Town’s new normal, a missing ingredient and Cornell’s Ipswich bow - talking points from Spurs loss
Ipswich Town lost 3-0 at Premier League Tottenham yesterday. ANDY WARREN looks back at some of the game’s big talking points.
Credit where credit’s due
A glance at the team-sheet (they don’t actually exist in physical form during these unprecedented times) highlighted the gap in class between these two sides.
Then the first 10 minutes of this game highlighted the difference between Premier League football and the game at League One level, as Spurs clinically punished two Ipswich mistakes as Ryan Sessegnon and Son Heung-min gave their side an early two-goal lead.
There was little Town could do about Spurs’ third, as Son again netted from a spectacular Juan Foyth pass which split the Ipswich defence and allowed the South Korean to dink the ball home to as good as secure the win.
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The game was well and truly up but, to Ipswich’s credit, their heads never dropped and they battled away throughout, passing the ball nicely at times to create occasional openings as they kept their hosts honest.
In reality, Ipswich never really looking like scoring, but the fact they were second best to a Spurs team packed with internationals (there are 190 caps between goalkeepers Hugo Lloris, Joe Hart and Paulo Gazzaniga alone), should come as no surprise.
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The result of this game was never going to tell the whole story for Town, who showed enough to continue the positive narrative emerging this summer.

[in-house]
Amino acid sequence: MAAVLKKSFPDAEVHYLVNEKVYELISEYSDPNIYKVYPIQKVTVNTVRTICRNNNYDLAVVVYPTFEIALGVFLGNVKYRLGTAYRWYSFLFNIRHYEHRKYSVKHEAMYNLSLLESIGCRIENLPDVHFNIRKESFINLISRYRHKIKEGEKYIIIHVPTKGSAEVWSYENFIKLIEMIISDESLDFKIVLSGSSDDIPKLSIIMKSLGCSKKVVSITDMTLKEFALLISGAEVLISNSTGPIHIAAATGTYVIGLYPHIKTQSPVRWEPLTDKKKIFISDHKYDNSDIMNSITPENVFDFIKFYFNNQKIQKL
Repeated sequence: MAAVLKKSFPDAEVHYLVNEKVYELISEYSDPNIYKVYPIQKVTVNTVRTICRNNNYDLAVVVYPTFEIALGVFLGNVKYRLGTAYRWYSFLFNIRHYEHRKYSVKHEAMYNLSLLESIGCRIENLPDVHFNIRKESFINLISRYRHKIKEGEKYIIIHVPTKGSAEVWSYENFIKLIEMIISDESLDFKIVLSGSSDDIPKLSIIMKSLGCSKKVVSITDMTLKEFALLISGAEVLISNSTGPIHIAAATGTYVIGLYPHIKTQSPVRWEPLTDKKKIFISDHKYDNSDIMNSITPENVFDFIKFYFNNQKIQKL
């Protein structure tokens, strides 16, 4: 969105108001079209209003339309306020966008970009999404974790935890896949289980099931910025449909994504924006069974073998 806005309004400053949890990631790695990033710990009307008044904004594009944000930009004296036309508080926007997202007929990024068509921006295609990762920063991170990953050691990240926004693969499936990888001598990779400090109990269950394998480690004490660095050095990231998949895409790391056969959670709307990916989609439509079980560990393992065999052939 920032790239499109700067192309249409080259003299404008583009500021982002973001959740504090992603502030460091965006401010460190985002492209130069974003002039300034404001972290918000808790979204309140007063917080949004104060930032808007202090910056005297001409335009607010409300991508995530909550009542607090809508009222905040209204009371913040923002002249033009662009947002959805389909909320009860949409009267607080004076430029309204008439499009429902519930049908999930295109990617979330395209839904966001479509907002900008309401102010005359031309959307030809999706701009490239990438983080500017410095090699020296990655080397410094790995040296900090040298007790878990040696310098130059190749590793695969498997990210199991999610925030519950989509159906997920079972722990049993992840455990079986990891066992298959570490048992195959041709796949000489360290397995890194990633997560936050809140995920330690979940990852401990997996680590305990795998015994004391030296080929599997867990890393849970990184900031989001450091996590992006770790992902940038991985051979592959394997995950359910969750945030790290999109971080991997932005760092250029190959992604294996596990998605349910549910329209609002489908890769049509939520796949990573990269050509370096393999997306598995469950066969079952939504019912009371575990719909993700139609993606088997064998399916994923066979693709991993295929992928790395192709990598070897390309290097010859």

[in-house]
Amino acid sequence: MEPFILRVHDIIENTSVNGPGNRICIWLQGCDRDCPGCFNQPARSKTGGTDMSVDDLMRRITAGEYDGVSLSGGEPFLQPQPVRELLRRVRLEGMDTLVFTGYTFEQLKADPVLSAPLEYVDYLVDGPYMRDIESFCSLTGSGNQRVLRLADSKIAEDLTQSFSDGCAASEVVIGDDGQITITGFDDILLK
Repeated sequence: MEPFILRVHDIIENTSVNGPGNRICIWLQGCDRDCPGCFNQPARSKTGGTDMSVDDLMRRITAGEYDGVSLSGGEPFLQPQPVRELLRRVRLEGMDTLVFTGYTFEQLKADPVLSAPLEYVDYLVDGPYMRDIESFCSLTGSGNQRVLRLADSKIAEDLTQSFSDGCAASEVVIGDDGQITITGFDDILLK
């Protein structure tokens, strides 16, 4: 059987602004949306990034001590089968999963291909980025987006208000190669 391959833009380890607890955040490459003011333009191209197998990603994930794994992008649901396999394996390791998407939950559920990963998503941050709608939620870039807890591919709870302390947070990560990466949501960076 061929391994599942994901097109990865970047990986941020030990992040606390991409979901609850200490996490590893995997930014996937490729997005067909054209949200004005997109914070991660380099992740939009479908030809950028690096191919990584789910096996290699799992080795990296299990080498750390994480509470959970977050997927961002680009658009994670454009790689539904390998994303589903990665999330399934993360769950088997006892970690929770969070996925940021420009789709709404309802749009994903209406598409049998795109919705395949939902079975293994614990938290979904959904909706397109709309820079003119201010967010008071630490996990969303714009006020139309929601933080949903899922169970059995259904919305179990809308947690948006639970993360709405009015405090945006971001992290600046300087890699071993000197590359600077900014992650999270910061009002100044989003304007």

This was a game which wouldn’t have even happened had it still been possible for Spurs to jet off on their usual Far East tour this summer, but it was still hard not to think of what might have been as the two sides battled away.
Thousands upon thousands of Ipswich fans would surely have descended on Tottenham’s new stadium in more simple times, for a sunny day out at one of the most spectacular arenas in the world. Their absence was greatly felt. There was something missing.
Spurs are old hat at this now, having completed their Premier League season behind closed doors, but for Ipswich this is still new territory.
The two teams emerged from separate tunnels on opposite sides of the pitch, dispensed with the usual pre-match handshakes and again avoided the pleasantries as far as possible at full-time.
During the game the players not involved were sat, spaced out, in the empty stand, while all those inside the ground not involved in the game were wearing masks throughout.
There were no ball boys, instead spare balls were set out on top of cones around the pitch, while the empty stands were covered by sponsorship logos and club crests.
The game’s the same but its soul’s missing. The safe return of packed stadiums can’t come soon enough.
The new normal
One of the products of playing in an empty stadium is the fact you can hear the shouts of the players and staff clearly throughout.
And one word surely came out of the mouth of Ipswich manager Paul Lambert more than any other - ‘pass’.
Whenever one of his players received the ball, their instruction from Lambert was to ‘pass’. That was true of his two goalkeepers, of his central defenders as they split wide to take the ball, of his central midfielders and of his forwards.
The most pleasing aspect of this pre-season so far is the desire to create a real playing identity for the Blues, following a season of chopping and changing.
Consistency is going to be key for Ipswich, both in terms of system and selection, with Lambert’s 4-3-3 in evidence again in this game as they work towards the competitive kick-off next month. This looks set to be, to use a popular expression of late, ‘the new normal’. The difference is this ‘new normal’ is a little more welcome than the one we’re currently living in.